Exercise caution if tempted to write 'wreckless'

Mr. Rewrite is enjoying The Accidents of Style, Charles Harrington Elster's lively tour through common usage errors. Making the tour even more interesting: This is Mr. Rewrite's first Kindle book.

It's a little disconcerting not hearing the crinkle of pages or feeling the power of knowing that trees perished for one's benefit. Plus Mr. Rewrite can't recall having to make sure a book was charged.

That said, Mr. Rewrite feels ever so hip.

Elster's first stop, frequent mistakes with everyday vs. every day, warmed Mr. Rewrite's heart, as this is a longtime pet peeve. The second stop, wreckless vs. reckless, surprised yours truly. Surely the general public knows that reckless, not wreckless, means acting with a lack of caution, such as not owning a dictionary. Wreckless doesn't even show up in Mr. Rewrite's dictionary, though a bureaucrat might use it to mean one who's never been in a wreck.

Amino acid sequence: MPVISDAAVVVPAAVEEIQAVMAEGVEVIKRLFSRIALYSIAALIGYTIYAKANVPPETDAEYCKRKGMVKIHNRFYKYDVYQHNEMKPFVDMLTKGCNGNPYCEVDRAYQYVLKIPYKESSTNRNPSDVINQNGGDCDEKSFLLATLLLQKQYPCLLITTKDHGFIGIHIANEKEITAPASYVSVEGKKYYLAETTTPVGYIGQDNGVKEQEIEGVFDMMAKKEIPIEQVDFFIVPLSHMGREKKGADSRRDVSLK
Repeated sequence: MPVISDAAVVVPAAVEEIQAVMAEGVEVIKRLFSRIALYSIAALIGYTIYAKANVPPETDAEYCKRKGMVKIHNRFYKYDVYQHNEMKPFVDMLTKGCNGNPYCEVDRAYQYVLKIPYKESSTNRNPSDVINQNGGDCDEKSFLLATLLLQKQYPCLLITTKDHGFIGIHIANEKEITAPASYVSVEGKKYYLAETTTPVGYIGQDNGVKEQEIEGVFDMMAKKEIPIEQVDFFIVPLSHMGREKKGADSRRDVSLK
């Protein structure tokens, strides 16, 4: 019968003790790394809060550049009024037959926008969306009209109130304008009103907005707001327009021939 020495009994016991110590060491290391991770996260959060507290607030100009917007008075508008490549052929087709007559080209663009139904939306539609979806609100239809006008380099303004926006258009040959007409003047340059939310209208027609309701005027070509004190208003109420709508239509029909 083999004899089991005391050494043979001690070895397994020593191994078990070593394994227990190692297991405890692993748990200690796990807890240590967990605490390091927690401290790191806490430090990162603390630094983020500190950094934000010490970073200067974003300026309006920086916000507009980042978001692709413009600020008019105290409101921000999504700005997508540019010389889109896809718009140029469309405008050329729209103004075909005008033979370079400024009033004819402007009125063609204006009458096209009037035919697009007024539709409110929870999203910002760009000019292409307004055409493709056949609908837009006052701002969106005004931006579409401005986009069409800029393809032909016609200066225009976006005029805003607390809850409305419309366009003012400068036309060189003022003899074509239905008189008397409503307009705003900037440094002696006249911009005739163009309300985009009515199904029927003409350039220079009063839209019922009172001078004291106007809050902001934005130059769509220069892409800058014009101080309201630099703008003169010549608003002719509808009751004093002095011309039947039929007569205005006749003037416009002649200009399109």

But Mr. Rewrite found several dozen botched references to wreckless on Google News, some by news organizations that employ editors.

Perhaps those responsible are being reckless by not consulting the dictionary.

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